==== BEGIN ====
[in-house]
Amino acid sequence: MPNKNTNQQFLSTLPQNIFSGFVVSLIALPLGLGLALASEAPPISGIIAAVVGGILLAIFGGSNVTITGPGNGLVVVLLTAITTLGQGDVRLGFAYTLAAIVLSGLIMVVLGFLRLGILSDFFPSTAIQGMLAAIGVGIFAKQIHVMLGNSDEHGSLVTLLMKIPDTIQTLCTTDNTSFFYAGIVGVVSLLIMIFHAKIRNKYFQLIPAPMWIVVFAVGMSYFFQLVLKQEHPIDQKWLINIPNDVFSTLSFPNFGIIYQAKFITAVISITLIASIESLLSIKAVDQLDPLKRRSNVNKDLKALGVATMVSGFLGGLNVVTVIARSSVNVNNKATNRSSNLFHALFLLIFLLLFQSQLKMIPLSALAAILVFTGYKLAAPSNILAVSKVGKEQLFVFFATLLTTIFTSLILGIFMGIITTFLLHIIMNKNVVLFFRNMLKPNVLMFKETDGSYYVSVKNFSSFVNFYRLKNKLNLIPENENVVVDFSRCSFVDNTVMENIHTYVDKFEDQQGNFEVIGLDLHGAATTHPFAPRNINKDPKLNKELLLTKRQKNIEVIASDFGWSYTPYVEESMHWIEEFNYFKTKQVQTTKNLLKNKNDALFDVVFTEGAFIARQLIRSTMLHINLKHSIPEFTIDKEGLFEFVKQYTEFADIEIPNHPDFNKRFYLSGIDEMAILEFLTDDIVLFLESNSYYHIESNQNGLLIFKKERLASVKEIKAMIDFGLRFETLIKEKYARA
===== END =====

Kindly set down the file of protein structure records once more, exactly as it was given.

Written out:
[in-house]
Amino acid sequence: MPNKNTNQQFLSTLPQNIFSGFVVSLIALPLGLGLALASEAPPISGIIAAVVGGILLAIFGGSNVTITGPGNGLVVVLLTAITTLGQGDVRLGFAYTLAAIVLSGLIMVVLGFLRLGILSDFFPSTAIQGMLAAIGVGIFAKQIHVMLGNSDEHGSLVTLLMKIPDTIQTLCTTDNTSFFYAGIVGVVSLLIMIFHAKIRNKYFQLIPAPMWIVVFAVGMSYFFQLVLKQEHPIDQKWLINIPNDVFSTLSFPNFGIIYQAKFITAVISITLIASIESLLSIKAVDQLDPLKRRSNVNKDLKALGVATMVSGFLGGLNVVTVIARSSVNVNNKATNRSSNLFHALFLLIFLLLFQSQLKMIPLSALAAILVFTGYKLAAPSNILAVSKVGKEQLFVFFATLLTTIFTSLILGIFMGIITTFLLHIIMNKNVVLFFRNMLKPNVLMFKETDGSYYVSVKNFSSFVNFYRLKNKLNLIPENENVVVDFSRCSFVDNTVMENIHTYVDKFEDQQGNFEVIGLDLHGAATTHPFAPRNINKDPKLNKELLLTKRQKNIEVIASDFGWSYTPYVEESMHWIEEFNYFKTKQVQTTKNLLKNKNDALFDVVFTEGAFIARQLIRSTMLHINLKHSIPEFTIDKEGLFEFVKQYTEFADIEIPNHPDFNKRFYLSGIDEMAILEFLTDDIVLFLESNSYYHIESNQNGLLIFKKERLASVKEIKAMIDFGLRFETLIKEKYARA